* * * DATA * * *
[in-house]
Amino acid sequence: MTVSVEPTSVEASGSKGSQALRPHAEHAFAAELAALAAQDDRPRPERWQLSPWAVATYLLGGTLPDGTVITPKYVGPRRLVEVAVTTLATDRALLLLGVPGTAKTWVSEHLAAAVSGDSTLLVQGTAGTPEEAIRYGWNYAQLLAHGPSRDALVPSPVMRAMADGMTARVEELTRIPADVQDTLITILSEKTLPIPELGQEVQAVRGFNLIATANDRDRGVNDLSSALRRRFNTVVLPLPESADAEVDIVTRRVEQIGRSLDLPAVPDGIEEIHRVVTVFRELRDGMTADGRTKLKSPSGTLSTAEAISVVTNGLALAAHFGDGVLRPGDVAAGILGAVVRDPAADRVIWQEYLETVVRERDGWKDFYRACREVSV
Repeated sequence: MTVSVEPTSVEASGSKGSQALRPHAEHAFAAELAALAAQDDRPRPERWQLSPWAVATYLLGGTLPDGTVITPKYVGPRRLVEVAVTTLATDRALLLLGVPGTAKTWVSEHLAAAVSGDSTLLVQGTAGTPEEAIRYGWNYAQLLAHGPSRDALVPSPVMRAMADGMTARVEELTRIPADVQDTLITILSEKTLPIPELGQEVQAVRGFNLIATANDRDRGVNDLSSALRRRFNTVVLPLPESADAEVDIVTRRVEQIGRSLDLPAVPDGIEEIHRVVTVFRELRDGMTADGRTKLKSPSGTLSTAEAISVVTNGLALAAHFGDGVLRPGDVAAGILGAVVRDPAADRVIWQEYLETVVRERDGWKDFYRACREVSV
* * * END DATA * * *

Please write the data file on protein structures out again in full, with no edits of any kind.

[in-house]
Amino acid sequence: MTVSVEPTSVEASGSKGSQALRPHAEHAFAAELAALAAQDDRPRPERWQLSPWAVATYLLGGTLPDGTVITPKYVGPRRLVEVAVTTLATDRALLLLGVPGTAKTWVSEHLAAAVSGDSTLLVQGTAGTPEEAIRYGWNYAQLLAHGPSRDALVPSPVMRAMADGMTARVEELTRIPADVQDTLITILSEKTLPIPELGQEVQAVRGFNLIATANDRDRGVNDLSSALRRRFNTVVLPLPESADAEVDIVTRRVEQIGRSLDLPAVPDGIEEIHRVVTVFRELRDGMTADGRTKLKSPSGTLSTAEAISVVTNGLALAAHFGDGVLRPGDVAAGILGAVVRDPAADRVIWQEYLETVVRERDGWKDFYRACREVSV
Repeated sequence: MTVSVEPTSVEASGSKGSQALRPHAEHAFAAELAALAAQDDRPRPERWQLSPWAVATYLLGGTLPDGTVITPKYVGPRRLVEVAVTTLATDRALLLLGVPGTAKTWVSEHLAAAVSGDSTLLVQGTAGTPEEAIRYGWNYAQLLAHGPSRDALVPSPVMRAMADGMTARVEELTRIPADVQDTLITILSEKTLPIPELGQEVQAVRGFNLIATANDRDRGVNDLSSALRRRFNTVVLPLPESADAEVDIVTRRVEQIGRSLDLPAVPDGIEEIHRVVTVFRELRDGMTADGRTKLKSPSGTLSTAEAISVVTNGLALAAHFGDGVLRPGDVAAGILGAVVRDPAADRVIWQEYLETVVRERDGWKDFYRACREVSV